The statement released by the Nobel Peace Prize winner’s press secretary, Jerolinmek Matthew Piah, said in full: “We express our deep concern with the article published by [British newspaper] the Guardian under the caption ‘Nobel Peace Prize Winner defends law criminalizing homosexuality in Liberia.’
“The article and the associated caption failed to portray the stated position of President Ellen Johnson Sirleaf with regards to the purported legislation on homosexuality. The content of the article was misleading and an exploitation of a matter of great consequence.
“There currently exists no law referencing homosexuality in Liberia, and as such the President could not be defending a law on homosexuality as was insinuated in your publication. What the President is on record as saying (including in the video that accompanied your article) is that any law brought before her regarding homosexuality will be vetoed. This statement also applies to an initial attempt by two members of the Liberian legislature to introduce tougher laws targeting homosexuality. It is therefore shocking to see your institution report that President Sirleaf is defending laws criminalizing homosexuality.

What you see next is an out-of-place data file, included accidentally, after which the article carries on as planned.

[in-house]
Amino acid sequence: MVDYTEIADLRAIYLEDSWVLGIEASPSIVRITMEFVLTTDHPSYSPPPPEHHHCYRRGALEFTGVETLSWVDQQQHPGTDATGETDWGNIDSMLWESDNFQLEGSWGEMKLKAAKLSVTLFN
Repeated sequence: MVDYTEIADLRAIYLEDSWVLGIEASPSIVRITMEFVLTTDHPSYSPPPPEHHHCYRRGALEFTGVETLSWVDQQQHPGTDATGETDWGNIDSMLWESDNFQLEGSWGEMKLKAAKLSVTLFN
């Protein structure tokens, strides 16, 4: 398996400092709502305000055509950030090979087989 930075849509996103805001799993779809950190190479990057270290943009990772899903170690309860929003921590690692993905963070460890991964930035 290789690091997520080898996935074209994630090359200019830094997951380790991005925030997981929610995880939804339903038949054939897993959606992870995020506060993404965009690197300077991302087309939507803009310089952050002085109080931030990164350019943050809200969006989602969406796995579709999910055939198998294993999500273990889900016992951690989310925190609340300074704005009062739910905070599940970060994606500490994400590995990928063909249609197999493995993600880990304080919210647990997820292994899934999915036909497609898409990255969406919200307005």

“The President and her Government believe that the current law regarding sexual practices sufficiently addresses the concerns of the majority of Liberians and guarantees respect for traditional values. The reality is that the status quo in Liberia has been one of tolerance and no one has ever been prosecuted under that law. The President also thinks that with the unprecedented freedom of speech and expression Liberia enjoys today, our budding democracy will be strong enough to accommodate new ideas and debate both their value and Liberia’s laws with openness, respect and independence.
“It is my hope that this clarification will correct the inaccurate portrayal in the article.”